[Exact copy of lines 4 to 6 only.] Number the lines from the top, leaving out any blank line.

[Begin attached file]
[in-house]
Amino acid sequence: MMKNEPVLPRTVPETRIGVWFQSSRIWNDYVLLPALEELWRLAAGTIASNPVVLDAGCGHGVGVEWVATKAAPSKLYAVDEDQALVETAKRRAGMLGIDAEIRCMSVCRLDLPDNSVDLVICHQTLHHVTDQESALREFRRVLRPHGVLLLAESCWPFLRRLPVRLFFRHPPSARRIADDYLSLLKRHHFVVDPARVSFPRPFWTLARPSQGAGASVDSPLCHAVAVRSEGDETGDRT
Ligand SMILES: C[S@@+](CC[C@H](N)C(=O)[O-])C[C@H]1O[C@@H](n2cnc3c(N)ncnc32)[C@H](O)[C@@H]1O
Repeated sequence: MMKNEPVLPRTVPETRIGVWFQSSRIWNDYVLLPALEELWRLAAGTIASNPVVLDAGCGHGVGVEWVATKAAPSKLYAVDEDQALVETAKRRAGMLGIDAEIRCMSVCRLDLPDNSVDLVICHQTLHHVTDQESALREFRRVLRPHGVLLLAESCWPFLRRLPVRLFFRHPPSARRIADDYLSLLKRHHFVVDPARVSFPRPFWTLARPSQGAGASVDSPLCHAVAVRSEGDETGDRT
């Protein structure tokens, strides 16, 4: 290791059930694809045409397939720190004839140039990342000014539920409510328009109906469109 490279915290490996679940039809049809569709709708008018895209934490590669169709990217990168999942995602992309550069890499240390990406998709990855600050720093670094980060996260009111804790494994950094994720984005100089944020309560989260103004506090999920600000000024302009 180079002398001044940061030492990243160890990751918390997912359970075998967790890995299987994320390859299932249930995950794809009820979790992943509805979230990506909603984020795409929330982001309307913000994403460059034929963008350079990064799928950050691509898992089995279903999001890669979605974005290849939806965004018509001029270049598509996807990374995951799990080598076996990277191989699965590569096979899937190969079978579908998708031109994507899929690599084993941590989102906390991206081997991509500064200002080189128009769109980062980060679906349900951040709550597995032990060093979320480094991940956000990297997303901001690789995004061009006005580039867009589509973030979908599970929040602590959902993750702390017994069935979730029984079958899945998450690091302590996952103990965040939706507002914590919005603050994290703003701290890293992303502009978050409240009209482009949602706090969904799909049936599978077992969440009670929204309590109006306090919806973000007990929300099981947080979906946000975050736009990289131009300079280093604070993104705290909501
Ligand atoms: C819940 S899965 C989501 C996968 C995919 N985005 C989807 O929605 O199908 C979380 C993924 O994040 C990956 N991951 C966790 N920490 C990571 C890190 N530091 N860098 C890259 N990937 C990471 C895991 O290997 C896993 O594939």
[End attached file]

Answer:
Repeated sequence: MMKNEPVLPRTVPETRIGVWFQSSRIWNDYVLLPALEELWRLAAGTIASNPVVLDAGCGHGVGVEWVATKAAPSKLYAVDEDQALVETAKRRAGMLGIDAEIRCMSVCRLDLPDNSVDLVICHQTLHHVTDQESALREFRRVLRPHGVLLLAESCWPFLRRLPVRLFFRHPPSARRIADDYLSLLKRHHFVVDPARVSFPRPFWTLARPSQGAGASVDSPLCHAVAVRSEGDETGDRT
């Protein structure tokens, strides 16, 4: 290791059930694809045409397939720190004839140039990342000014539920409510328009109906469109 490279915290490996679940039809049809569709709708008018895209934490590669169709990217990168999942995602992309550069890499240390990406998709990855600050720093670094980060996260009111804790494994950094994720984005100089944020309560989260103004506090999920600000000024302009 180079002398001044940061030492990243160890990751918390997912359970075998967790890995299987994320390859299932249930995950794809009820979790992943509805979230990506909603984020795409929330982001309307913000994403460059034929963008350079990064799928950050691509898992089995279903999001890669979605974005290849939806965004018509001029270049598509996807990374995951799990080598076996990277191989699965590569096979899937190969079978579908998708031109994507899929690599084993941590989102906390991206081997991509500064200002080189128009769109980062980060679906349900951040709550597995032990060093979320480094991940956000990297997303901001690789995004061009006005580039867009589509973030979908599970929040602590959902993750702390017994069935979730029984079958899945998450690091302590996952103990965040939706507002914590919005603050994290703003701290890293992303502009978050409240009209482009949602706090969904799909049936599978077992969440009670929204309590109006306090919806973000007990929300099981947080979906946000975050736009990289131009300079280093604070993104705290909501
Ligand atoms: C819940 S899965 C989501 C996968 C995919 N985005 C989807 O929605 O199908 C979380 C993924 O994040 C990956 N991951 C966790 N920490 C990571 C890190 N530091 N860098 C890259 N990937 C990471 C895991 O290997 C896993 O594939």